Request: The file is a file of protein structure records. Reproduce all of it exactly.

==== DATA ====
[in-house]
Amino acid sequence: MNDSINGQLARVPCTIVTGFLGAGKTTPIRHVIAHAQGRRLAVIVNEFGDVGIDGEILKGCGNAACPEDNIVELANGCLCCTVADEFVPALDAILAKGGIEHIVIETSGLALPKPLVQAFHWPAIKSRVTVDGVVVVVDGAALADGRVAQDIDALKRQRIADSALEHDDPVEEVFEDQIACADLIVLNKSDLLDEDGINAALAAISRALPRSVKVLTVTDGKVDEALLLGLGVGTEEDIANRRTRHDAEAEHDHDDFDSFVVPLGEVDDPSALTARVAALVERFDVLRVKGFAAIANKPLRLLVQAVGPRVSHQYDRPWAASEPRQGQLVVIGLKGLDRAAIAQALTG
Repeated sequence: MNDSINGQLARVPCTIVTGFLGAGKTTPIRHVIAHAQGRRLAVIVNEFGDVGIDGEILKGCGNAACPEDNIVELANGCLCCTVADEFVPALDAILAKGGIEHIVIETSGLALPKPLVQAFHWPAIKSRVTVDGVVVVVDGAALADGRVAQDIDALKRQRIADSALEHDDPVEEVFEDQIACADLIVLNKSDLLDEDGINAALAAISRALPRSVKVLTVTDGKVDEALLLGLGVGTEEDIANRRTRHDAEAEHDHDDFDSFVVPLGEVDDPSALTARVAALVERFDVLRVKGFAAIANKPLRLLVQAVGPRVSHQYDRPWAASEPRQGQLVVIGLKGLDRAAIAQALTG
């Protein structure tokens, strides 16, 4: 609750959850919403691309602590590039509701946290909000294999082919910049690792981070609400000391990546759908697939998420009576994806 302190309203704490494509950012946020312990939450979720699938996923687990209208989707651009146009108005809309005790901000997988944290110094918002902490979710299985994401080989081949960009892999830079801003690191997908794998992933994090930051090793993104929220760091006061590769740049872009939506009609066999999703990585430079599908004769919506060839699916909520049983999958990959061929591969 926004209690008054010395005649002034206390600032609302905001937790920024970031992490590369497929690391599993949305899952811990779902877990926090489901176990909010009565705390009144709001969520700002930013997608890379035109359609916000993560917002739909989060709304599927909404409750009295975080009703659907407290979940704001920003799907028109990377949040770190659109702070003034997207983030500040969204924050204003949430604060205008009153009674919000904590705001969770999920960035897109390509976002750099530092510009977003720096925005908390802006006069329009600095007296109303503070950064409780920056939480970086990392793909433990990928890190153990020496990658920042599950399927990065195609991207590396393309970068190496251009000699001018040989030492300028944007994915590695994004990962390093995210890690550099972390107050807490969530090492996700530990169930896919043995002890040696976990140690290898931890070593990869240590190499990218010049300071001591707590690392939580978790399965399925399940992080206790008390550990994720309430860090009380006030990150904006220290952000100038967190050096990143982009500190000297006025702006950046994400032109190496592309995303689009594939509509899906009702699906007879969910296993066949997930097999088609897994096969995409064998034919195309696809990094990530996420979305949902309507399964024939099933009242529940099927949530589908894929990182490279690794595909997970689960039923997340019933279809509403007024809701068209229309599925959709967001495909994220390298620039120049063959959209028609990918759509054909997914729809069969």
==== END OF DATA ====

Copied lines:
[in-house]
Amino acid sequence: MNDSINGQLARVPCTIVTGFLGAGKTTPIRHVIAHAQGRRLAVIVNEFGDVGIDGEILKGCGNAACPEDNIVELANGCLCCTVADEFVPALDAILAKGGIEHIVIETSGLALPKPLVQAFHWPAIKSRVTVDGVVVVVDGAALADGRVAQDIDALKRQRIADSALEHDDPVEEVFEDQIACADLIVLNKSDLLDEDGINAALAAISRALPRSVKVLTVTDGKVDEALLLGLGVGTEEDIANRRTRHDAEAEHDHDDFDSFVVPLGEVDDPSALTARVAALVERFDVLRVKGFAAIANKPLRLLVQAVGPRVSHQYDRPWAASEPRQGQLVVIGLKGLDRAAIAQALTG
Repeated sequence: MNDSINGQLARVPCTIVTGFLGAGKTTPIRHVIAHAQGRRLAVIVNEFGDVGIDGEILKGCGNAACPEDNIVELANGCLCCTVADEFVPALDAILAKGGIEHIVIETSGLALPKPLVQAFHWPAIKSRVTVDGVVVVVDGAALADGRVAQDIDALKRQRIADSALEHDDPVEEVFEDQIACADLIVLNKSDLLDEDGINAALAAISRALPRSVKVLTVTDGKVDEALLLGLGVGTEEDIANRRTRHDAEAEHDHDDFDSFVVPLGEVDDPSALTARVAALVERFDVLRVKGFAAIANKPLRLLVQAVGPRVSHQYDRPWAASEPRQGQLVVIGLKGLDRAAIAQALTG
């Protein structure tokens, strides 16, 4: 609750959850919403691309602590590039509701946290909000294999082919910049690792981070609400000391990546759908697939998420009576994806 302190309203704490494509950012946020312990939450979720699938996923687990209208989707651009146009108005809309005790901000997988944290110094918002902490979710299985994401080989081949960009892999830079801003690191997908794998992933994090930051090793993104929220760091006061590769740049872009939506009609066999999703990585430079599908004769919506060839699916909520049983999958990959061929591969 926004209690008054010395005649002034206390600032609302905001937790920024970031992490590369497929690391599993949305899952811990779902877990926090489901176990909010009565705390009144709001969520700002930013997608890379035109359609916000993560917002739909989060709304599927909404409750009295975080009703659907407290979940704001920003799907028109990377949040770190659109702070003034997207983030500040969204924050204003949430604060205008009153009674919000904590705001969770999920960035897109390509976002750099530092510009977003720096925005908390802006006069329009600095007296109303503070950064409780920056939480970086990392793909433990990928890190153990020496990658920042599950399927990065195609991207590396393309970068190496251009000699001018040989030492300028944007994915590695994004990962390093995210890690550099972390107050807490969530090492996700530990169930896919043995002890040696976990140690290898931890070593990869240590190499990218010049300071001591707590690392939580978790399965399925399940992080206790008390550990994720309430860090009380006030990150904006220290952000100038967190050096990143982009500190000297006025702006950046994400032109190496592309995303689009594939509509899906009702699906007879969910296993066949997930097999088609897994096969995409064998034919195309696809990094990530996420979305949902309507399964024939099933009242529940099927949530589908894929990182490279690794595909997970689960039923997340019933279809509403007024809701068209229309599925959709967001495909994220390298620039120049063959959209028609990918759509054909997914729809069969």